Classifieds Advertise Archive Subscriptions Family Announcements Photos Digital Editions/Apps
Connect with us

Archive News

Cunningham keeps his cool as Kilkenny boss ups the stakes



Date Published: 05-Sep-2012


GALWAY manager Anthony Cunningham has refused to engage in a war of words over the referee’s role with his Kilkenny counterpart, Brian Cody, before the sides meet in the All-Ireland Senior Hurling Final at Croke Park on Sunday.

All of the early questions at the Galway hurlers’ media night in Loughrea related to the role which Westmeath official Barry Kelly might play in the decider, after Cody had expressed concerns that the referee might be instructed to take an overly-strict approach following his side’s over-physical tussle with Tipperary in last month’s semi-final.

Kilkenny will have to field without midfielder Michael Rice, who sustained a crushed knuckle and lacerated ligaments in his hand in that 4-24 to 1-15 hammering of the Munster champions, as Cody leads them into a September final for the 12th time.

“I think there could be a stupid reaction now,” said Cody. “The last three All-Ireland finals were played and the game was let flow. They were outstanding games. Suddenly, there could be a crazy reaction to a couple of instances in the semi-final.”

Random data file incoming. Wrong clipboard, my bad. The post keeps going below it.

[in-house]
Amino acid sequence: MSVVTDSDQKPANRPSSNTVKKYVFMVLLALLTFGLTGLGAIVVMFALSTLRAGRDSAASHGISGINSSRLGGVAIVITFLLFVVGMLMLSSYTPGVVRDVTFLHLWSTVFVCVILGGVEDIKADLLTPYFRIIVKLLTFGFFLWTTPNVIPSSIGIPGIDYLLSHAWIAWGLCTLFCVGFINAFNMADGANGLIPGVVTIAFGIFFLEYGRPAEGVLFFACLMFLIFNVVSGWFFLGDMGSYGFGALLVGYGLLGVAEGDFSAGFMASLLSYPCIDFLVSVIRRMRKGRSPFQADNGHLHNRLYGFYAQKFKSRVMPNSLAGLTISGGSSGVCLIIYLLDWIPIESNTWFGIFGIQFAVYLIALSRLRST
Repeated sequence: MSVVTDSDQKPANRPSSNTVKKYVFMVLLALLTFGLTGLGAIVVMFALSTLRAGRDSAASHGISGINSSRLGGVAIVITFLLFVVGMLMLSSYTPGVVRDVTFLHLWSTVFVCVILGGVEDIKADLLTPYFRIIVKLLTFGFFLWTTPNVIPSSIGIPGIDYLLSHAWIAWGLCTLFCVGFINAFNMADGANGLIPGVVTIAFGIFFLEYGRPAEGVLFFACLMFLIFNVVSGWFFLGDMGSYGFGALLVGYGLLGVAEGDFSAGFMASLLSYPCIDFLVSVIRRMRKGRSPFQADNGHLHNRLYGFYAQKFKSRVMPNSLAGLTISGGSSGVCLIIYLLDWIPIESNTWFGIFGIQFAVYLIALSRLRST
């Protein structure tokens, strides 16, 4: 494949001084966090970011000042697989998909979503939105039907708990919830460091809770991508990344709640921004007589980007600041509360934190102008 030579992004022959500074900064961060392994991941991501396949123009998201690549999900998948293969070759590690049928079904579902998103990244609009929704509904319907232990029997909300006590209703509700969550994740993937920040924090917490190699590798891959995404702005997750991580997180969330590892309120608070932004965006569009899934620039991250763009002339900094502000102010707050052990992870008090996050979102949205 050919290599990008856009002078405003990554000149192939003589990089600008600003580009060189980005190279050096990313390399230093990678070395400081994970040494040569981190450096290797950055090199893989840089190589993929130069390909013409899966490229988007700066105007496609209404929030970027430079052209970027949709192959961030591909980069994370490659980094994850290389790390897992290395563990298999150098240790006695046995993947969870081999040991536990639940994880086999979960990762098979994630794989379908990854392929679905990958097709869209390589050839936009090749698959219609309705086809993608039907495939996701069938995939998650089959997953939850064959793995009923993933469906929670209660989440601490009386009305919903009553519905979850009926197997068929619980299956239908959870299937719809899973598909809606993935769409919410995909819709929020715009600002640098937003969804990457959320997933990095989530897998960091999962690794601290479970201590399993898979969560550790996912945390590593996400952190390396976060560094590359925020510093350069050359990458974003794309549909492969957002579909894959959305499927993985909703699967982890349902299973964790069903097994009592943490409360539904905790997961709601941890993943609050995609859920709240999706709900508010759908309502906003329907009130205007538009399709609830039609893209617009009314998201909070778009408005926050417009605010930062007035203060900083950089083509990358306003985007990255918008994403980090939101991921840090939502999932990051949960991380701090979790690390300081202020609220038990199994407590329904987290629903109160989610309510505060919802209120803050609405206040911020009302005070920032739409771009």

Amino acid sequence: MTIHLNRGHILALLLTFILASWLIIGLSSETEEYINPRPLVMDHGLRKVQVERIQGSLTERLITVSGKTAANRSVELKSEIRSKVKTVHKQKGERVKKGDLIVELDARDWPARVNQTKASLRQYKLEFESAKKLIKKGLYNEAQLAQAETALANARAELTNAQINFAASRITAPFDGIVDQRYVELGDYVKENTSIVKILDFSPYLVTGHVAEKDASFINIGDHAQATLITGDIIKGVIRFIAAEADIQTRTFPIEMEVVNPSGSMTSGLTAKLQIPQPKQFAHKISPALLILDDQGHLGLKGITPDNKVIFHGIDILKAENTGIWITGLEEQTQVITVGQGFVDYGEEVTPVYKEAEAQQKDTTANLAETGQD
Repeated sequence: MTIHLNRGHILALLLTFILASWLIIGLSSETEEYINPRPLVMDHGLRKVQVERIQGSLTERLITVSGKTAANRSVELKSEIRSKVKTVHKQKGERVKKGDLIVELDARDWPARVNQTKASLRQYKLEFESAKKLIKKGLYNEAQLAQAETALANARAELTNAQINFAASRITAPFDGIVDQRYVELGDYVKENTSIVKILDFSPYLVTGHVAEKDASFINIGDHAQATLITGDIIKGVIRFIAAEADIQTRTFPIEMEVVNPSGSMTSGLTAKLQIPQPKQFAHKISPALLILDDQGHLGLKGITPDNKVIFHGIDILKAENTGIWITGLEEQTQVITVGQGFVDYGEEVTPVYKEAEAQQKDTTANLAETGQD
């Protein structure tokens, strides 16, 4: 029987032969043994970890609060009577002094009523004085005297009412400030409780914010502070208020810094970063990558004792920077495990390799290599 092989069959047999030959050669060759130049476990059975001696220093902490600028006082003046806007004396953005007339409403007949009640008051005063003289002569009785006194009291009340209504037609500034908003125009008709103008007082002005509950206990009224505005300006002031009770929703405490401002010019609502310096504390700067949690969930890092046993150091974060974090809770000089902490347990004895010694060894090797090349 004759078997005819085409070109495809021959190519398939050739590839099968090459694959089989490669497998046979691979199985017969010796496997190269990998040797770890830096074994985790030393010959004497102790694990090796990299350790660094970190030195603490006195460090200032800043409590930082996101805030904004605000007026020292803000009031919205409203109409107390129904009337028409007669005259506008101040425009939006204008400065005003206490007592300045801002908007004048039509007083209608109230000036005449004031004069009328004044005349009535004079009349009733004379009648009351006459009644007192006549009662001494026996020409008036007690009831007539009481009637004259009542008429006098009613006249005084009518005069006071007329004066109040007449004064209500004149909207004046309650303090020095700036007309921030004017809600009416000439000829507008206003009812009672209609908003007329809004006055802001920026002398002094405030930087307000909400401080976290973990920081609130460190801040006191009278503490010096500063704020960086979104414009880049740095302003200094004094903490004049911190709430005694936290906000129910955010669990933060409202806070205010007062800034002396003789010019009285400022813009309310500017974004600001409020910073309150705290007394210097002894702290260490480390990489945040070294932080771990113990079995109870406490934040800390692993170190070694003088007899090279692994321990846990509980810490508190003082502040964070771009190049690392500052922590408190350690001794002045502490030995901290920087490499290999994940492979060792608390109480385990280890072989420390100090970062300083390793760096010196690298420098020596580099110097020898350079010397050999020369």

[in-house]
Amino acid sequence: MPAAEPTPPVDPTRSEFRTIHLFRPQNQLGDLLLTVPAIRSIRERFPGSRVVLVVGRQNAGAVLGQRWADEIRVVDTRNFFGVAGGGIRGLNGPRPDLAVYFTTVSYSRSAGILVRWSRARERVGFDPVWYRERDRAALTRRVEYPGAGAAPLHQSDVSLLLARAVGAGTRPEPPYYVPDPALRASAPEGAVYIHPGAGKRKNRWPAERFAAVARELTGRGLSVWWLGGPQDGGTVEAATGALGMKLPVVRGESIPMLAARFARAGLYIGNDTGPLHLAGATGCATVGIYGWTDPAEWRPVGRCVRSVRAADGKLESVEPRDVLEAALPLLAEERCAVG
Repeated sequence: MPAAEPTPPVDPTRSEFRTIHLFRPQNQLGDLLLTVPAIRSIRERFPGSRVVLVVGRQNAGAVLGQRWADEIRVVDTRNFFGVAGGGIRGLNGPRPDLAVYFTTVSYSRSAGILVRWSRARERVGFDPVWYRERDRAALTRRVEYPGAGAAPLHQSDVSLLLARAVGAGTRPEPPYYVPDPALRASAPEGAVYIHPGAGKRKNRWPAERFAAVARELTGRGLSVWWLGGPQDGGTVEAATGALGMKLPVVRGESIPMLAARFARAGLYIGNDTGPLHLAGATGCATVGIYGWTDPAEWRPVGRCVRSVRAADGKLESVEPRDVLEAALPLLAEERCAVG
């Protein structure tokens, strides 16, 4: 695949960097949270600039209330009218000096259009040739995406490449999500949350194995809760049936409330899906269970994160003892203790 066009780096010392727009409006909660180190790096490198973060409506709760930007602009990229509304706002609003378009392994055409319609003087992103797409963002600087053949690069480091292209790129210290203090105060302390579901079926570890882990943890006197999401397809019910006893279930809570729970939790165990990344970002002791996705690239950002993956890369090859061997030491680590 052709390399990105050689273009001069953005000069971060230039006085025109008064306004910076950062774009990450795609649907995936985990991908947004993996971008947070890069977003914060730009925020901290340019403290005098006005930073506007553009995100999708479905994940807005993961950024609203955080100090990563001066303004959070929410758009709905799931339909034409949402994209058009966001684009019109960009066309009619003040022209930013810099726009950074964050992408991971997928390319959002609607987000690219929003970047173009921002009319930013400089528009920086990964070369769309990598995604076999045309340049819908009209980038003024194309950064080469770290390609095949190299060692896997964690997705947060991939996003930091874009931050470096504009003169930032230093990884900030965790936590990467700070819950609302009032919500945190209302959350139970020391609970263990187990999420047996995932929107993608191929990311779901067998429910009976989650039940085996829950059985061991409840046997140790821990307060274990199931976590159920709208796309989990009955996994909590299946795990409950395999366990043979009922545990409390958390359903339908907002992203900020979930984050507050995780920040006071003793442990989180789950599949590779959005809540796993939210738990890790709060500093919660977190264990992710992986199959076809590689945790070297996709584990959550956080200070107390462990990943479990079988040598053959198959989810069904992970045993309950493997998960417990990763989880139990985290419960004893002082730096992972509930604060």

Cody has expressed fears that a red card could be issued “for nothing” in the early stages of the final, with the GAA determined to lay down the law in the wake of the unsavoury scenes in his side’s semi-final victory.

His ruthless or relentless streak, bordering on intimidation at times, should come as no surprise to Galway supporters who witnessed his antics at first hand in a championship game at Semple Stadium as far back as 2004.

On that occasion, the Cats – who had won the 2002 and 2003 All-Irelands – were reeling from the shock of a rare Leinster championship defeat to Wexford earlier in the summer.

Cody had seen the 2001 All-Ireland semi-final defeat to Noel Lane’s physical Galway side, who had outhurled and outmuscled his team, as the turning point in his reign. Never again would his side be physically intimidated by any other team.

In 2004, he confronted the referee as he left the pitch at half-time in Thurles. He prowled around behind Liam Donoghue’s goals in the second half of that game, barking out instructions to his forwards. His side won by 19 points, exacting sweet revenge for 2001, and Cody would have felt that the end justified the means.

Cody’s men won that tie by 4-20 to 1-10, but Conor Hayes’ side famously came back to shock his men by 5-18 to 4-18 in the following year’s All-Ireland semi-final. Kilkenny have reached 13 of the last 15 finals, and it was the Tribesmen who kept them out of the other two in 2001 and 2005.

The Kilkenny manager has consistently argued that hurling his a physical game – and is clearly concerned that one of his players, seven time All-Ireland winner Tommy Walsh for example, might see a red card in Sunday’s final.